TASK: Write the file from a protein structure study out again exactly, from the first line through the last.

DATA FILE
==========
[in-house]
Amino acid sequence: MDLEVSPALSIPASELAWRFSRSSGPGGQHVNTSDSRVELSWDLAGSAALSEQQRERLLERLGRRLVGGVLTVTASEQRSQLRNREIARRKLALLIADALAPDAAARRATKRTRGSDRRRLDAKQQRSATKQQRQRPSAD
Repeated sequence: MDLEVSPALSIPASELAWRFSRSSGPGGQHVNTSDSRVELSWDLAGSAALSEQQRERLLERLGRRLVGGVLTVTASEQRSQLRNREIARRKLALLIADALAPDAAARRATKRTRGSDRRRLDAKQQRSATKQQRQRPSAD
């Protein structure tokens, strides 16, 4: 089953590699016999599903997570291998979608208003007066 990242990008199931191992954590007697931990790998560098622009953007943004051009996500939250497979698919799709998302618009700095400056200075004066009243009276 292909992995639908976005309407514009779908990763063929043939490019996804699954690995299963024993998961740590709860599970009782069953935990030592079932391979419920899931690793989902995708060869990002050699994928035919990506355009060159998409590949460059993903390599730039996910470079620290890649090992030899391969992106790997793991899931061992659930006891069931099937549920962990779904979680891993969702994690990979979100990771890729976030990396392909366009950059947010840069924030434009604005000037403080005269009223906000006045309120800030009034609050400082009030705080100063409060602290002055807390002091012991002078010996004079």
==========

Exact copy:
[in-house]
Amino acid sequence: MDLEVSPALSIPASELAWRFSRSSGPGGQHVNTSDSRVELSWDLAGSAALSEQQRERLLERLGRRLVGGVLTVTASEQRSQLRNREIARRKLALLIADALAPDAAARRATKRTRGSDRRRLDAKQQRSATKQQRQRPSAD
Repeated sequence: MDLEVSPALSIPASELAWRFSRSSGPGGQHVNTSDSRVELSWDLAGSAALSEQQRERLLERLGRRLVGGVLTVTASEQRSQLRNREIARRKLALLIADALAPDAAARRATKRTRGSDRRRLDAKQQRSATKQQRQRPSAD
């Protein structure tokens, strides 16, 4: 089953590699016999599903997570291998979608208003007066 990242990008199931191992954590007697931990790998560098622009953007943004051009996500939250497979698919799709998302618009700095400056200075004066009243009276 292909992995639908976005309407514009779908990763063929043939490019996804699954690995299963024993998961740590709860599970009782069953935990030592079932391979419920899931690793989902995708060869990002050699994928035919990506355009060159998409590949460059993903390599730039996910470079620290890649090992030899391969992106790997793991899931061992659930006891069931099937549920962990779904979680891993969702994690990979979100990771890729976030990396392909366009950059947010840069924030434009604005000037403080005269009223906000006045309120800030009034609050400082009030705080100063409060602290002055807390002091012991002078010996004079």